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edgeforpeace

Free Assange

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It's no worse than the news media outlying all the plans and locations of military and the plans in the event of attacks on global news where anyone can watch it.

 

 

At least Assange is being honest about doing that. He's a real life Bond villian.

 

Give me a F***ing break!  Do your homework!

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he released exactly where to hit the united states in order to bring her down...

 

this isnt free speech so much as it is careless disregard for human life.

 

shirley, do you want me to die?

 

this u2.com is a global community and a lot of your friends are americans...

 

what are you thinking?!

 

he is a lunatic!

 

where is batman?

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Why doesn't he go after his own Australian government and leak their crap.  He's going after our government, he's no impartial do gooder, don't be so freaking naive.  He's a slimey dirtbag!  This is only one example of his leaks, there are many more.

 

The website releases a secret 2009 cable listing sites worldwide that the U.S. considers critical to its national security. The locations cited in the diplomatic cable from U.S. Secretary of State Hillary Rodham Clinton range from undersea communications lines to suppliers of food, medicine and manufacturing materials.  In the message, marked "secret," Clinton asked U.S. diplomatic posts to help update a list of sites around the world "which, if destroyed, disrupted or exploited, would likely have an immediate and deleterious effect on the United States."  The list was considered so confidential, the posts were advised to come up with it on their own: "Posts are not/not being asked to consult with host governments in respect to this request," Clinton wrote.

Attached to Clinton's message was a rundown of sites included in the 2008 "Critical Foreign Dependencies Initiative" list. Some of the sites, such as border crossings, hydroelectric dams and shipping lanes, could hardly be considered secret. But other locations, such as mines, manufacturers of components used in weapons systems, and vaccine and antivenom factories, likely were not widely known. The Associated Press has decided against publishing their names due to the sensitive nature of the information.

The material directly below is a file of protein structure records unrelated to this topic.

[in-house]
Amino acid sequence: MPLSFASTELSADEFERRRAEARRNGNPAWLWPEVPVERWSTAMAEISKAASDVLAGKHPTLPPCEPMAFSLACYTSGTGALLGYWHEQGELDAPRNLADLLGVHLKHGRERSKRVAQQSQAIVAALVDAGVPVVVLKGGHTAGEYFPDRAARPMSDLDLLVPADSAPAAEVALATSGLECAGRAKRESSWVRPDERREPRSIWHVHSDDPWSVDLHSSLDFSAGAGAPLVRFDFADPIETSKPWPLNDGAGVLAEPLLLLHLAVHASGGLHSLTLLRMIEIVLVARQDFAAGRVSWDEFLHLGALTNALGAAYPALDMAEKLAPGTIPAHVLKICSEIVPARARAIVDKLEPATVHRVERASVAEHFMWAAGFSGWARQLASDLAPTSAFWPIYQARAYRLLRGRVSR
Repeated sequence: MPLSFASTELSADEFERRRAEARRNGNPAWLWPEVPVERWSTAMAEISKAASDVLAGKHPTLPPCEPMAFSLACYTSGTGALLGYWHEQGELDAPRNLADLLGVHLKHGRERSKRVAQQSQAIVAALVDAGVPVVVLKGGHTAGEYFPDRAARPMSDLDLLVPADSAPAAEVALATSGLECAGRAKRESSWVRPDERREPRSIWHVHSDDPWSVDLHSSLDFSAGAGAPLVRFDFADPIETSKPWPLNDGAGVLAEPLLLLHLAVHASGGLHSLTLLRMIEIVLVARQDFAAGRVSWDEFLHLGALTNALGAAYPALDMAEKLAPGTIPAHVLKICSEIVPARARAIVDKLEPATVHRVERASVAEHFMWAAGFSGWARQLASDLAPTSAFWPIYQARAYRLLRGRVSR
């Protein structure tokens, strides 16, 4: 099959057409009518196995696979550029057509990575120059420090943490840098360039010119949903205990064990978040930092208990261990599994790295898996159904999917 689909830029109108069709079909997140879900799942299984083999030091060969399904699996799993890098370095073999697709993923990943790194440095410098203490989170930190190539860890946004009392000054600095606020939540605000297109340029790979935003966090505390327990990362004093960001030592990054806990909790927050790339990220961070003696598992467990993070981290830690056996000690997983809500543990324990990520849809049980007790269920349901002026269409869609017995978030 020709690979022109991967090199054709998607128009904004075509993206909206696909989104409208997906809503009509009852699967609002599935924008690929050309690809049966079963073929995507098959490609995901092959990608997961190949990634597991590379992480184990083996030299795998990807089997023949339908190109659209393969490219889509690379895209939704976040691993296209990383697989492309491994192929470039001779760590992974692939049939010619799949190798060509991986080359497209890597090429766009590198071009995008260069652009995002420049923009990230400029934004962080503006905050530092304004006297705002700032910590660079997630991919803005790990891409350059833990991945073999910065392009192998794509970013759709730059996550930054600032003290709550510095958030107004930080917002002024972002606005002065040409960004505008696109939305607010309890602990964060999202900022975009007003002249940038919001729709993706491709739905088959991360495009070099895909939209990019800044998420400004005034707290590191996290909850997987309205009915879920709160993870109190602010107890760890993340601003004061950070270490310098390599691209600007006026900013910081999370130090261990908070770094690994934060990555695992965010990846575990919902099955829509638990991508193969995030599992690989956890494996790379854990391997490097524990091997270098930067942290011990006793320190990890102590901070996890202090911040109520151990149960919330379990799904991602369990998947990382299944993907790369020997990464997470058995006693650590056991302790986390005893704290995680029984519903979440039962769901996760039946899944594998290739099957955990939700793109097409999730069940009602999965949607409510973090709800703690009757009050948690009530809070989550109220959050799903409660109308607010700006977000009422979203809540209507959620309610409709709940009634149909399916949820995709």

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He's a prat who's making a hell of a lot of money!

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WikiLeaks started out with the professed goal of bringing transparency to government actions by releasing classified documents it obtained through acts of espionage on the part of US military and other employees. 

One of the first releases was of a video tape from Afghanistan of Americans accidentally firing on and killing two Reuters journalists, whom were mistaken for insurgents.   A terrible event.

He then released a bevy of Defense and State Department cables--little of which revealed anything particularly compromising that anyone who follows the  news did not know anyway.  But the action undermined the air of confidentiality and the ability to speak openly that all diplomatic corps the world over rely on in order to conduct state business with one-another.  And they may have exposed individuals who help the US, to retaliation by their oppressive governments, terrorists, the Taliban and others.  Certainly people will think twice about risking their lives to help the US now.

I might not have liked what WikiLeaks was doing, but from a legal perspective and from the perspective of  "public's right to know," I could not make a completely sound case against his actions beyond denouncing them as flagrantly insensitive, profoundly naive and dangerously reckless.  

However, by releasing lists of sensitive sites and engaging in blackmail of the government by threatening  to release even more dangerous material if he were arrested, he has now exhibited a clear case of  malevolence, and I do hope the legal case against him for espionage will be worked out.